Today’s guest post comes from Jeff Wilcox, an associate at the Hill Ward Henderson firm in Tampa. He will be presenting at the Florida Law Alliance Fall Employment Law Conference taking place on Friday, November 10, 2017 (see below for more details):

Are you making deductions from your exempt employees’ pay? If so, you may lose the right to classify the employee as exempt and, as a result, may end up owing the employee overtime pay for all overtime hours worked over the last two, or possibly three, years.

As a general rule, the Fair Labor Standards Act (FLSA) does not permit deductions from an exempt employee’s salary, because the salary cannot be dependent on the number of days or hours he or she works, or even the employee’s quantity or quality of work. There are, however, limited exceptions where deductions can be made. For example, if the employee is absent from work for one or more full days for personal reasons, a deduction is permissible. Moreover, if the employee is absent from work for one or more full days for sickness or disability, and the deduction is made in accordance with a bona fide “sick leave” plan, policy, or practice, a deduction is again permissible. Other limited exceptions exist, and it is important for employers not to deduct from an exempt employee’s salary unless one of the exceptions applies.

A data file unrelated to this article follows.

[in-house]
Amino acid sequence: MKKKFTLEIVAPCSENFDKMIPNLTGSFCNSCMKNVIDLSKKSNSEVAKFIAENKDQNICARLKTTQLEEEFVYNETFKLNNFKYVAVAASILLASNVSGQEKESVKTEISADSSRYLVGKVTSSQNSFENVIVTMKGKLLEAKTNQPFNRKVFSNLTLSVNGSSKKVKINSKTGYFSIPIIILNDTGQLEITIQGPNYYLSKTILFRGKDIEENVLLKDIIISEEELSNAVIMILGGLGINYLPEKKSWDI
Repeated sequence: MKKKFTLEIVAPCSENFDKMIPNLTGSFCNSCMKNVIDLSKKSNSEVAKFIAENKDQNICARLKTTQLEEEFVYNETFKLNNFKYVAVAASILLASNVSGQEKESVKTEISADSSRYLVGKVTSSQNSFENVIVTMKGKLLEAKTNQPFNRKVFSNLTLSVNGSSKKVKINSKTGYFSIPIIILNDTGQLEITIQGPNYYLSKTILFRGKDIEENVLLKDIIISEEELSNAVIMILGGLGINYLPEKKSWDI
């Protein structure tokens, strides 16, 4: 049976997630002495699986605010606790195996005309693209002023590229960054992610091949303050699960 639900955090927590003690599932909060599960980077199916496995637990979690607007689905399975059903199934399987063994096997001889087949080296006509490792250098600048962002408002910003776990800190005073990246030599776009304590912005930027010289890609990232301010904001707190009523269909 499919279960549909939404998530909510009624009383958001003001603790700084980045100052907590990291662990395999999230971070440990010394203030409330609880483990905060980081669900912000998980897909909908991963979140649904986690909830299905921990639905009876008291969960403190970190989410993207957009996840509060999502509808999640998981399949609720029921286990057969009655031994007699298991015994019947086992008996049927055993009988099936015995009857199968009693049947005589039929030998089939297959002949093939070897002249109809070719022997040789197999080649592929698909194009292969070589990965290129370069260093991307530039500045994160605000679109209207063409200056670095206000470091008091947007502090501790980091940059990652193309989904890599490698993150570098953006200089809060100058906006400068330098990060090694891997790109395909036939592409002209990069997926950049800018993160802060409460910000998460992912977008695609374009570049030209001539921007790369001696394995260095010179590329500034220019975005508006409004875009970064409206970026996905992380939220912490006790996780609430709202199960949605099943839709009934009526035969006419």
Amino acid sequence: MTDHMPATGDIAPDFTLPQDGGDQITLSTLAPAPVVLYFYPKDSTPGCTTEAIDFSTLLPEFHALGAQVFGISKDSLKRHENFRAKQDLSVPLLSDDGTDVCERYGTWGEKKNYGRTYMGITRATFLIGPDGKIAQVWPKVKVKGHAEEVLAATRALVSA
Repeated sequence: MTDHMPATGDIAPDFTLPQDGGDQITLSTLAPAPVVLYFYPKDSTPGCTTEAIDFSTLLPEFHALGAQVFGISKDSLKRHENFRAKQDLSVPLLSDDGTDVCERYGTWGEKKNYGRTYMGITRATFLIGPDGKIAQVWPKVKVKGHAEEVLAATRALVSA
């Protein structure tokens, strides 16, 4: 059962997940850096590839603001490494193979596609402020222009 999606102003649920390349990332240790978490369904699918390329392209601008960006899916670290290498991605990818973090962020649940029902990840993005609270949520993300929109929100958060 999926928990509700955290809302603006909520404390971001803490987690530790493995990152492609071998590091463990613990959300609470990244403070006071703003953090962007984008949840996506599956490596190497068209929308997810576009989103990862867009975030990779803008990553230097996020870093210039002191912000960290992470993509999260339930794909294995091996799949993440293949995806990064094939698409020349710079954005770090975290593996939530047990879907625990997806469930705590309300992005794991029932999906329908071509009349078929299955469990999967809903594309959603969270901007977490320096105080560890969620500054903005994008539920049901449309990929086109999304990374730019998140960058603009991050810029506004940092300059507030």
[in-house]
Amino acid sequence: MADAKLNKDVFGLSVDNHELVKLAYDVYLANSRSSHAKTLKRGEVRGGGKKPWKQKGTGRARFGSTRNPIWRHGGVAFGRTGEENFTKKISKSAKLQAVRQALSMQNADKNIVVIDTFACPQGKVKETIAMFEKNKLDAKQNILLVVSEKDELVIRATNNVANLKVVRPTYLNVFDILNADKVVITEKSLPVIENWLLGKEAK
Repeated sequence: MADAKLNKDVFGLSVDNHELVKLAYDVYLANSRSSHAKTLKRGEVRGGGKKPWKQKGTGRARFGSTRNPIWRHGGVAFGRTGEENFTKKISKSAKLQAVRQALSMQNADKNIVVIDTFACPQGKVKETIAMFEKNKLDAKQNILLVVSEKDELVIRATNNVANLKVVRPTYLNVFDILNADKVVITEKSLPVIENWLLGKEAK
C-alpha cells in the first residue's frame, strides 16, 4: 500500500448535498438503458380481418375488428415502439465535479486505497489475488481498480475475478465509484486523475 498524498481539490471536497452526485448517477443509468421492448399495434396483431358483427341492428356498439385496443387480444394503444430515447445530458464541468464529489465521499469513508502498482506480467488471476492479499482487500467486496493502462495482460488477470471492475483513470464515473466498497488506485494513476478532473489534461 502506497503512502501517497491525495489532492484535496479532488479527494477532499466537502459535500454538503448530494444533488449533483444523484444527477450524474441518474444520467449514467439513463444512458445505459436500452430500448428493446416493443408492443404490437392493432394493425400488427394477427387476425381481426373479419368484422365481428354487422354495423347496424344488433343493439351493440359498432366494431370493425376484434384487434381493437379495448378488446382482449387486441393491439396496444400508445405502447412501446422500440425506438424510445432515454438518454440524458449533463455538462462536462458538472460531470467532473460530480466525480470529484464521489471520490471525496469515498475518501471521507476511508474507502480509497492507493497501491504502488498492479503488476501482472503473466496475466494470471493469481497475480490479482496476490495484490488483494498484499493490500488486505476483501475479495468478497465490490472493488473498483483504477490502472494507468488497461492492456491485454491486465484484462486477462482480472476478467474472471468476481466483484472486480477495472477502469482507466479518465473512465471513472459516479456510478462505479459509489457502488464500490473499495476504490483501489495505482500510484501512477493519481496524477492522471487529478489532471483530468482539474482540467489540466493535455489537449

Join us in Fort Lauderdale in November


Continue Reading

The Department of Labor announced yesterday in a press release that it has launched its first application for smartphones — a timesheet app to “help employees independently track the hours they work and determine the wages they are owed.”  Yes, that’s right.  The DOL created an iPhone app that allows employees to track their hours